Article published by Science Daily
On average, people with epilepsy live 10-12 years fewer than those who do not have the condition. Excess mortality is particularly pronounced among people with epilepsy and mental disorders. This is shown by research from Aarhus University.
50,000 Danes live with epilepsy, which is one of the most frequently occurring neurological diseases. New research now shows that people with epilepsy die significantly earlier than people without — on average they live 10-12 years less.
“The significantly reduced life expectancy is found both in people who develop epilepsy as a result of an underlying condition, such as brain cancer or stroke, and in those who develop epilepsy without an obvious underlying cause,” explains Julie Werenberg Dreier, who is senior researcher at the National Centre for Register-based Research at Aarhus University and one of the researchers behind the study.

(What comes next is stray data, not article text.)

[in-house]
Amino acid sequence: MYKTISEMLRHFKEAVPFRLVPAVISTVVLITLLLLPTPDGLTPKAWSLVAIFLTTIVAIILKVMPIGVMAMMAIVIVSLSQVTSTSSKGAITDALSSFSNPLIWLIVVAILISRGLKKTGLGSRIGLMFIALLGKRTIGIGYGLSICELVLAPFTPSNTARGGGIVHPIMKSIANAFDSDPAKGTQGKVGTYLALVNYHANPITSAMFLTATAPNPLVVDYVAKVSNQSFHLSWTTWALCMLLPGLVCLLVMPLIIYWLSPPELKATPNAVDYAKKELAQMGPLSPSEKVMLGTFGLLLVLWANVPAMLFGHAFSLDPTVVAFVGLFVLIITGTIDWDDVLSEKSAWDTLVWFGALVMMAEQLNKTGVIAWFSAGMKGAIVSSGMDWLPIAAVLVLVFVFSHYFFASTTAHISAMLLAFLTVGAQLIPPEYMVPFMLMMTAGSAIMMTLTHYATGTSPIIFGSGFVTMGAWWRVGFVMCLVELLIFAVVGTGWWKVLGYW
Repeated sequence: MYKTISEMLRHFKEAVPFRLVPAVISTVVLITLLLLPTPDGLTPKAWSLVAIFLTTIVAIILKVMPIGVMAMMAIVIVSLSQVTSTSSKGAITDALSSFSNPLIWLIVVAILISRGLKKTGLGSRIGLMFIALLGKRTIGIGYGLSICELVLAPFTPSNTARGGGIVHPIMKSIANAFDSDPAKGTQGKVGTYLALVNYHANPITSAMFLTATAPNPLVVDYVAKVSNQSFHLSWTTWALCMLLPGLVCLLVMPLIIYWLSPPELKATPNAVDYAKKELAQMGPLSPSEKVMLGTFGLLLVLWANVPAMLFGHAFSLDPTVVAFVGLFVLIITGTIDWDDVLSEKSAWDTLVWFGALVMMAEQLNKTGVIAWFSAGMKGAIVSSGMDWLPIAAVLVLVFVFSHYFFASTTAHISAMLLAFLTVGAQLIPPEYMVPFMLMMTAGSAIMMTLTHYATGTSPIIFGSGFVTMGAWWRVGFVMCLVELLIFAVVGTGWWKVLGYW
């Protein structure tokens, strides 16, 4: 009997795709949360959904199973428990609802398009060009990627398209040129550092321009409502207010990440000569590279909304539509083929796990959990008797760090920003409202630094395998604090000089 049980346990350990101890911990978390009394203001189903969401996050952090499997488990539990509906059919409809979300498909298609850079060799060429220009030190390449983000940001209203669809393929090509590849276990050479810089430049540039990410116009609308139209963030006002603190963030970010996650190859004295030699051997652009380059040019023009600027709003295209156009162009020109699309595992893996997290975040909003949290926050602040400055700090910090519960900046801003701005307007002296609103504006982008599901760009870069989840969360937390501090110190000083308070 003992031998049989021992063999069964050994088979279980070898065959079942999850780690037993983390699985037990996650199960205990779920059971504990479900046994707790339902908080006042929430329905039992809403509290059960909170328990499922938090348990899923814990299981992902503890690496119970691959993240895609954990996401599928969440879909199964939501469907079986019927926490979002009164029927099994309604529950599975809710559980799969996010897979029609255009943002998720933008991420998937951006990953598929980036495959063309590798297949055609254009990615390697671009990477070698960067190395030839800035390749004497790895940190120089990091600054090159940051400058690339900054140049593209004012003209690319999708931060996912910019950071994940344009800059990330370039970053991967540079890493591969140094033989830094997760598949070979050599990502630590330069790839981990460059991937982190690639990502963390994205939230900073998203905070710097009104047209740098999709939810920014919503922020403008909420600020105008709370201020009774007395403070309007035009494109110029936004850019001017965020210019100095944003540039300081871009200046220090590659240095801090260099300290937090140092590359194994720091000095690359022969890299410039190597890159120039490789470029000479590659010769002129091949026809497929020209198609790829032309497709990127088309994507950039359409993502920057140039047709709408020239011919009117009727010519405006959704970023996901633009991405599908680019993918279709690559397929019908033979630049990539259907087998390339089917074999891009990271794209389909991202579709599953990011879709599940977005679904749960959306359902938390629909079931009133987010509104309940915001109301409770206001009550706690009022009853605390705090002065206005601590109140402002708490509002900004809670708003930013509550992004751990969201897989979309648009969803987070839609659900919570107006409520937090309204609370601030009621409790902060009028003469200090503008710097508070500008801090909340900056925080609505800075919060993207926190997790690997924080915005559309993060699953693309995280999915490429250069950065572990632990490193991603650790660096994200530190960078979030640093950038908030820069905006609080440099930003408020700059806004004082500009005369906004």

“We discovered that the reduced life expectancy for people with epilepsy was related to a wide range of causes of death which don’t just include the neurological, but also cardiovascular diseases, psychiatric disorders, alcohol related conditions, accidents and suicide,” says Jakob Christensen. He is clinical associate professor at Aarhus University and consultant at the Department of Neurology at Aarhus University Hospital, and is also one of the researchers behind the study.
It was possible to conduct the study by utilising the Danish healthcare registers to follow almost six million Danes, including more than 130,000 people with epilepsy.